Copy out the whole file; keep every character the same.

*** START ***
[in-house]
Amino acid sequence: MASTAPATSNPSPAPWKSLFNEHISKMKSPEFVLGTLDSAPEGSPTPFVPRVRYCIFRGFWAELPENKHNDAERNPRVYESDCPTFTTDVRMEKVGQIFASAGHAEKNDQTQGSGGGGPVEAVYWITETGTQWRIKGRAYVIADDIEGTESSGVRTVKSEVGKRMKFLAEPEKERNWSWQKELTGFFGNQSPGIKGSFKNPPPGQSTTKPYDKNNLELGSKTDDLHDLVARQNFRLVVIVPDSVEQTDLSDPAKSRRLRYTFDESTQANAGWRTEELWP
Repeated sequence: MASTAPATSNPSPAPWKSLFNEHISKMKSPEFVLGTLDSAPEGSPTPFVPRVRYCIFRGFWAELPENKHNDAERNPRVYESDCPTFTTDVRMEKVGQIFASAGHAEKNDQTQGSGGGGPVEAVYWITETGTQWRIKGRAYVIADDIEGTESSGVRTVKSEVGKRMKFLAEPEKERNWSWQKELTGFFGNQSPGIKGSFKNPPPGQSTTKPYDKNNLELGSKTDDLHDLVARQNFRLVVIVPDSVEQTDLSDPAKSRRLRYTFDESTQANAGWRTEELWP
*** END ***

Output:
[in-house]
Amino acid sequence: MASTAPATSNPSPAPWKSLFNEHISKMKSPEFVLGTLDSAPEGSPTPFVPRVRYCIFRGFWAELPENKHNDAERNPRVYESDCPTFTTDVRMEKVGQIFASAGHAEKNDQTQGSGGGGPVEAVYWITETGTQWRIKGRAYVIADDIEGTESSGVRTVKSEVGKRMKFLAEPEKERNWSWQKELTGFFGNQSPGIKGSFKNPPPGQSTTKPYDKNNLELGSKTDDLHDLVARQNFRLVVIVPDSVEQTDLSDPAKSRRLRYTFDESTQANAGWRTEELWP
Repeated sequence: MASTAPATSNPSPAPWKSLFNEHISKMKSPEFVLGTLDSAPEGSPTPFVPRVRYCIFRGFWAELPENKHNDAERNPRVYESDCPTFTTDVRMEKVGQIFASAGHAEKNDQTQGSGGGGPVEAVYWITETGTQWRIKGRAYVIADDIEGTESSGVRTVKSEVGKRMKFLAEPEKERNWSWQKELTGFFGNQSPGIKGSFKNPPPGQSTTKPYDKNNLELGSKTDDLHDLVARQNFRLVVIVPDSVEQTDLSDPAKSRRLRYTFDESTQANAGWRTEELWP